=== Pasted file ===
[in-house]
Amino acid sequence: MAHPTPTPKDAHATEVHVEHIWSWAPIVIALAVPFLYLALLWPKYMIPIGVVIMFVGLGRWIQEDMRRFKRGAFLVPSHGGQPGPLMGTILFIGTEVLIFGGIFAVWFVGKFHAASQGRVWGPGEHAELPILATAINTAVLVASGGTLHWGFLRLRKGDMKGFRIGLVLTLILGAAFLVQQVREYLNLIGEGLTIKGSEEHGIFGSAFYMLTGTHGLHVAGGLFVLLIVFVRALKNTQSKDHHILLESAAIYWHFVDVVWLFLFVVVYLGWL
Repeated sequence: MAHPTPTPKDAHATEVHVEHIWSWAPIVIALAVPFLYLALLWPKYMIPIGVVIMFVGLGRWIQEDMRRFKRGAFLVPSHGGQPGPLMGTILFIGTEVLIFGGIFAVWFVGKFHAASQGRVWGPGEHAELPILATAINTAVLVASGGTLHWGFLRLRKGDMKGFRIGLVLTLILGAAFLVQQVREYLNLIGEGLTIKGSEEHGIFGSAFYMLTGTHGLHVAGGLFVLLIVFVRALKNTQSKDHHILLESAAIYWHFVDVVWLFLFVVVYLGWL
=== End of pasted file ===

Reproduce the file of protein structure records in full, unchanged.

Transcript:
[in-house]
Amino acid sequence: MAHPTPTPKDAHATEVHVEHIWSWAPIVIALAVPFLYLALLWPKYMIPIGVVIMFVGLGRWIQEDMRRFKRGAFLVPSHGGQPGPLMGTILFIGTEVLIFGGIFAVWFVGKFHAASQGRVWGPGEHAELPILATAINTAVLVASGGTLHWGFLRLRKGDMKGFRIGLVLTLILGAAFLVQQVREYLNLIGEGLTIKGSEEHGIFGSAFYMLTGTHGLHVAGGLFVLLIVFVRALKNTQSKDHHILLESAAIYWHFVDVVWLFLFVVVYLGWL
Repeated sequence: MAHPTPTPKDAHATEVHVEHIWSWAPIVIALAVPFLYLALLWPKYMIPIGVVIMFVGLGRWIQEDMRRFKRGAFLVPSHGGQPGPLMGTILFIGTEVLIFGGIFAVWFVGKFHAASQGRVWGPGEHAELPILATAINTAVLVASGGTLHWGFLRLRKGDMKGFRIGLVLTLILGAAFLVQQVREYLNLIGEGLTIKGSEEHGIFGSAFYMLTGTHGLHVAGGLFVLLIVFVRALKNTQSKDHHILLESAAIYWHFVDVVWLFLFVVVYLGWL